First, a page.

Evidence suggest that most people can only concentrate on one task for around 20 minutes, before beginning to lose focus. Furthermore, studies show that the average worker is only productive for around 2 hours and 53 minutes of the average 8-hour workday. Whilst it’s unlikely that most workplaces would favour a 3-hour workday for their employees, encouraging regular breaks can help to overcome the ‘productivity cliff’ that tends to occur. Regular breaks – whether to eat lunch or simply leave the workplace briefly for a walk – can increase productivity, decrease stress, and improve the rates of illness and sick leave in the workforce.

Often, our workloads can seem overwhelming. Many employees are under a great amount of stress each day, to get through their workload and perform at their peak. Unfortunately, this kind of pressure can result in less productivity, increased rates of stress, and have negative impacts on our mental and physical well-being. As individuals, taking some time to create a clear list of priorities for each day can help to reduce stress and increase focus at work. Furthermore, taking the time to complete each task before moving on to another (or multitasking) can prove a much more effective way to manage the workday.

Taking regular breaks is important for any effective self-care routine. However, ensuring that these breaks are really ‘breaks’ is critical. Too many employees fall into the ‘lunch at the desk’ trap, in an effort to squeeze more productive work time out of each day. This can have the opposite effect, in reality, and should be avoided if at all possible. Taking an actual break from the workplace, or at least away from our desks, is important if we’re to recharge our minds and bodies effectively. Workers who have taken a proper lunch break away from their desks are more prepared to get back to work with renewed energy and focus.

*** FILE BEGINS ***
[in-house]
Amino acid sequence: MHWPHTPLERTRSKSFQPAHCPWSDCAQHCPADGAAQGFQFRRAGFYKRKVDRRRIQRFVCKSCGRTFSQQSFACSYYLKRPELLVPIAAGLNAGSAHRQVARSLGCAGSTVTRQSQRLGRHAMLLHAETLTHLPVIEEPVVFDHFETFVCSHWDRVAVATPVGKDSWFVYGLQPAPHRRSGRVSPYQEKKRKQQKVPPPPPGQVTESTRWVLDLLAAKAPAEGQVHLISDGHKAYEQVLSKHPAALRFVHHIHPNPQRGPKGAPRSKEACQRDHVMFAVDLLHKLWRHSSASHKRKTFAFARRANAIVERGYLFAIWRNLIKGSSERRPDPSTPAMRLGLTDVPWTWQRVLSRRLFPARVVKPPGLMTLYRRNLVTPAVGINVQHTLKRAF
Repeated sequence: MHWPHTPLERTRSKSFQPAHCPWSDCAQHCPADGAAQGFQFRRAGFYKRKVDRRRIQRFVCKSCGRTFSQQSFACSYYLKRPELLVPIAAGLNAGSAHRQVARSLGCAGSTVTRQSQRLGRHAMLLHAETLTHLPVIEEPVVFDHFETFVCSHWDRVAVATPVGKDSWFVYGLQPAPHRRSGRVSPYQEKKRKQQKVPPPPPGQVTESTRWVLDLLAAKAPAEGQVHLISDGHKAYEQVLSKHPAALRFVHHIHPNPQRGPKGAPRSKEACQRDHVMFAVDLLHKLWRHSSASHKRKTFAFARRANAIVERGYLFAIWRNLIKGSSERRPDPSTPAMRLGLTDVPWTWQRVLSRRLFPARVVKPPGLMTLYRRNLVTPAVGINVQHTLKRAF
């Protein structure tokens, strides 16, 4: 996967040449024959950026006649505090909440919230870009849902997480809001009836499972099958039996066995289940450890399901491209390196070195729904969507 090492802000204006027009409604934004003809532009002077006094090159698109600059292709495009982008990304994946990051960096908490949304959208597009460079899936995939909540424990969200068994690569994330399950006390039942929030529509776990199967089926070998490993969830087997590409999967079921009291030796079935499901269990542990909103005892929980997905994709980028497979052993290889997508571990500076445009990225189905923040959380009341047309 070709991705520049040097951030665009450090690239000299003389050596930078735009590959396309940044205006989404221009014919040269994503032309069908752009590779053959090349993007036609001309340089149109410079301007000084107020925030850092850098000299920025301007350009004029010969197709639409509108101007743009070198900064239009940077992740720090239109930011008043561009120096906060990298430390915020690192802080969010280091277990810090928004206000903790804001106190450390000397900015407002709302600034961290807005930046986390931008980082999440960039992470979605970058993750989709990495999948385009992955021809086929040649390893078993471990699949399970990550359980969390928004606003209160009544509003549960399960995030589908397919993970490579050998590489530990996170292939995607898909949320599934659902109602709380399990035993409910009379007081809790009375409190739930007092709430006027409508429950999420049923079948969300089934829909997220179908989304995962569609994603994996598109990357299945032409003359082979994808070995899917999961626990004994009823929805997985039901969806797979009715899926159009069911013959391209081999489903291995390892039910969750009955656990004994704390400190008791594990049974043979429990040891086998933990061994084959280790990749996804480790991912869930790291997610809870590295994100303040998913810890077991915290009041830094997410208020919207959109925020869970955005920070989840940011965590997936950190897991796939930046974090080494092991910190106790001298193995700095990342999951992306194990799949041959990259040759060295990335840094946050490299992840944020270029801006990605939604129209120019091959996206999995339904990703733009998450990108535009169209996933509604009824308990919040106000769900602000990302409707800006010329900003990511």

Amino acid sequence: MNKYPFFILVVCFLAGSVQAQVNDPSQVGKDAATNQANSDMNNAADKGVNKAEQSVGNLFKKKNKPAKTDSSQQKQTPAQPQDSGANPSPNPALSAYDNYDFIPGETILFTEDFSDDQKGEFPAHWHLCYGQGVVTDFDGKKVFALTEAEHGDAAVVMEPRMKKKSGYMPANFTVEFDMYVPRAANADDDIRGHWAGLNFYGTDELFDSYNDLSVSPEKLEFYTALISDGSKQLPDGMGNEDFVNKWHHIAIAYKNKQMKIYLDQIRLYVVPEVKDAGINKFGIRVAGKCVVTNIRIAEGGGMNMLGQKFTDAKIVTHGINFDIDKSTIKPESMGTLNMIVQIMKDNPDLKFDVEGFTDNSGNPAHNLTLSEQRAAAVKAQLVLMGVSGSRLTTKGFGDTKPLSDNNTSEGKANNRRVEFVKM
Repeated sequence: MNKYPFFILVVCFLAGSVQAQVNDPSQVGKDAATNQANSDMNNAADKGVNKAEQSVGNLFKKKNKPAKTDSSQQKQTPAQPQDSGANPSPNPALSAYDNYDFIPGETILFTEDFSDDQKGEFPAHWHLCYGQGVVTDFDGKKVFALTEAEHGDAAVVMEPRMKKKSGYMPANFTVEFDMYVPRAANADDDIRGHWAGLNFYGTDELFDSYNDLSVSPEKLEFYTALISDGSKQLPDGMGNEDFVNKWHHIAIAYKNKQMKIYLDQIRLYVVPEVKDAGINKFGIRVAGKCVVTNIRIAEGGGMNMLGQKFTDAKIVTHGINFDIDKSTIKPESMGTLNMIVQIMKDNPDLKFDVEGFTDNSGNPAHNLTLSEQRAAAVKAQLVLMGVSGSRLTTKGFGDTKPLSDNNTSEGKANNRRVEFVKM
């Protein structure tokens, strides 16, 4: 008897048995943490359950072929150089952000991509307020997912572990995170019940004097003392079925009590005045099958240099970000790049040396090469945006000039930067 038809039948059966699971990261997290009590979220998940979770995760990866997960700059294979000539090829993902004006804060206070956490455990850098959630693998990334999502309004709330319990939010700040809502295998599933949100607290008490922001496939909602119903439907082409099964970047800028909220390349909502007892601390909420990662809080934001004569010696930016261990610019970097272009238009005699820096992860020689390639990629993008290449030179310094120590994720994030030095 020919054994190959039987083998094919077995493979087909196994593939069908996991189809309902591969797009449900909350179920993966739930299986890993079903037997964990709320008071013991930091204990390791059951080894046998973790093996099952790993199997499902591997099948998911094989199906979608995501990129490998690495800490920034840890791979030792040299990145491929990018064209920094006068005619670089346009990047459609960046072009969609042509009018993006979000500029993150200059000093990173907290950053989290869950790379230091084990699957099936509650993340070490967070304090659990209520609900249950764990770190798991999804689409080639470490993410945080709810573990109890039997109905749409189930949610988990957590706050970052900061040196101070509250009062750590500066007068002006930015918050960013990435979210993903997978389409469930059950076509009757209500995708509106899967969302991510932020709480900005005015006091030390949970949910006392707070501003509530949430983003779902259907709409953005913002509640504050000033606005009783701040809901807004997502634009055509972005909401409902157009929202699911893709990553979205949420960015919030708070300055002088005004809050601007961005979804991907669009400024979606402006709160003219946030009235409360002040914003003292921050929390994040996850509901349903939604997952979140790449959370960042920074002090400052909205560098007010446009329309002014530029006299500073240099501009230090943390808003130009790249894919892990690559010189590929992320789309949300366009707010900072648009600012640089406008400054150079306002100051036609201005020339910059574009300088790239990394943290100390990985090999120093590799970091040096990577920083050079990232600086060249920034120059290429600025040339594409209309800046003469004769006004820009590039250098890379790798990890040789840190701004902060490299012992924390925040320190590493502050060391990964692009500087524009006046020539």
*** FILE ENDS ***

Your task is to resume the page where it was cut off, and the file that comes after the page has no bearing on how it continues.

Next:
Asking for help when we’re overwhelmed is important in every aspect of our lives. Employees who feel ‘over their heads’ are much more likely to suffer from stress and, in turn, experience negative mental health consequences. Workplaces that encourage employees to ask for help are much more likely to enjoy a happy and healthy workforce. If you’re struggling at work personally, consider asking colleagues or management for some assistance; it can have positive effects on both your mental health and your productivity at work.  

The term ‘self-care’ is becoming more widely used each year, as we begin to understand how important this practice can be for maintaining our mental health. Too often, however, self-care is overlooked at work. By implementing a dedicated workplace self-care routine, we can greatly improve our well-being, whilst simultaneously enhancing our productivity at work. If you’re struggling with stress at work or at home and need help to create your own effective self-care routine, Integrated Health Specialists can support you. Reach out today to find out more about our psychology, counselling and life coaching services.

Michelle van Namen
Author: Michelle van Namen